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 Post subject: Previous Recordings
PostPosted: Tue Oct 17, 2006 11:29 pm 
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Joined: Sun Oct 15, 2006 3:52 am
Posts: 64
Location: Bard College (NY)
This is a studio recording I made in November 2004, which I used as my audition recording for several colleges/conservatories. All these are pieces I'd been playing for several years, and comparing them to live recordings of the same pieces from my younger days (not that I'm very old), my interpretation of these pieces have definitely matured over the years.

I confess that these recordings are edited, in the following sense: I recorded every piece two or three times over the course of two days (I only recorded the Prokofiev on the second day), then spliced together sections that I liked most from each take. All splices were taken from complete takes, so I believe that the result is a true representation of what I'm capable of, both technically and interpretationally (if that's a word).

The piano I used was a Yamaha baby grand, and the reverb was added digitally.

P.S. I learned from my mistake, and this time, the files are in the correct order! Yay! :lol:

Admin edit: Attachments removed, recordings up the site.

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PostPosted: Wed Oct 18, 2006 1:01 am 
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Joined: Sun Oct 15, 2006 3:52 am
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Location: Bard College (NY)
Here are two compositions of mine.

I wrote the "Symphonic Rhapsody" in 1999 (I think), for piano and synthesized orchestra. It's a piano concerto of sorts, in a Romantic style — I'm sure you'll hear the influences of the likes of Rachmaninoff, Chopin and Tchaikovsky in the piece. This is a live recording from the 2001 Yamaha Asia-Oceania Junior Original Concert in Malaysia (my home country) — I played the piano part (which was, unfortunately, recorded at too low a volume relative to the orchestra part), and was accompanied by my friends on synthesizers and percussion (yes, the percussion was real, including the timpani). Unfortunately, I have yet to actually orchestrate it for a real orchestra, though I would very much like to, soon (and also write a piano reduction for the orchestra part).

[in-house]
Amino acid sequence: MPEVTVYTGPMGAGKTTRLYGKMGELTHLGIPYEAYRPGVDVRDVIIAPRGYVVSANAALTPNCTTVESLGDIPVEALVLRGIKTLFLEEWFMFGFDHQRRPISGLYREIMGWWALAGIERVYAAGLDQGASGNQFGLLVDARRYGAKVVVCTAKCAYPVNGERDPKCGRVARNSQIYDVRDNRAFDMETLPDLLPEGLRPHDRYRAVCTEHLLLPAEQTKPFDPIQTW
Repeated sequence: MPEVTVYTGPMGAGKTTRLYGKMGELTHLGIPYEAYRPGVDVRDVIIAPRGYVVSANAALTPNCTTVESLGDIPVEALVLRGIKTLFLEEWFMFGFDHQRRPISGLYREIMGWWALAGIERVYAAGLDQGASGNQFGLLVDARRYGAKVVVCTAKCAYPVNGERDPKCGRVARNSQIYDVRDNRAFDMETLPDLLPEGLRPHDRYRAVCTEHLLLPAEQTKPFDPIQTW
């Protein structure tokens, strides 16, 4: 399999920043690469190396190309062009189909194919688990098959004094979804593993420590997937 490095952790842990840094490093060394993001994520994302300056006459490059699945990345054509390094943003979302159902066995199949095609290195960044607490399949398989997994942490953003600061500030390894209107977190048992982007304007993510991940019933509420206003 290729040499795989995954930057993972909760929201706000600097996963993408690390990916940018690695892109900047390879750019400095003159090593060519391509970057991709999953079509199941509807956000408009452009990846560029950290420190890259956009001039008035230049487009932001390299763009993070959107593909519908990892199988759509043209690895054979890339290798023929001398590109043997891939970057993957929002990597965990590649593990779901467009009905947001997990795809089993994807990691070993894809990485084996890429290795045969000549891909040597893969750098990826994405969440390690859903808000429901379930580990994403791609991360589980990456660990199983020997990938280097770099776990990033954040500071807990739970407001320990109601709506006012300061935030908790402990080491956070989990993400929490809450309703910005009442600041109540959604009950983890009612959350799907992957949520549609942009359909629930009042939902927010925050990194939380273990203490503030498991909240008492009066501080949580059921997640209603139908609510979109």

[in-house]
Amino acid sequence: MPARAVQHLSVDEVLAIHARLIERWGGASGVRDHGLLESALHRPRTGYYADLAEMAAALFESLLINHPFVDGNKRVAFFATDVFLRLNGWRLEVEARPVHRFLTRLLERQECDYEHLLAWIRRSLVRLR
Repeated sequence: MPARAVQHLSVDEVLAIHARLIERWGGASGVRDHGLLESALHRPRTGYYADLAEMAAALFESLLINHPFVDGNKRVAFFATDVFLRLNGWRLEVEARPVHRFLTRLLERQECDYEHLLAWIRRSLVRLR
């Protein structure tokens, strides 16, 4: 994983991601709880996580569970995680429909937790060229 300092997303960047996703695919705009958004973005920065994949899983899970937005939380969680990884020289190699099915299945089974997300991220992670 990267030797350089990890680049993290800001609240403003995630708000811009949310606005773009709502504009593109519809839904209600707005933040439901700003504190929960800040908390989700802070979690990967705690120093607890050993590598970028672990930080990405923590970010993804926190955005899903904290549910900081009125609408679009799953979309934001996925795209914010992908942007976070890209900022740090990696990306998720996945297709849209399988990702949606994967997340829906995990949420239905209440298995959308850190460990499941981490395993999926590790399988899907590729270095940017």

I originally wrote these two Preludes ("Dawn" and "Midnight") as part of a set of three — the second, called "Dusk", didn't quite work (and was also too difficult technically) so I've never played it. This is a studio recording from 2001 — I transfered it to my computer from an audio cassette, and the sharper-eared among you may notice that the pitch is slightly lower than it should be, something I could easily correct on my computer but never bothered to.

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"Art produces ugly things which frequently become more beautiful with time. . . . Fashion, on the other hand, produces beautiful things which always become ugly with time."
— Jean Cocteau


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 Post subject:
PostPosted: Wed Oct 18, 2006 3:17 am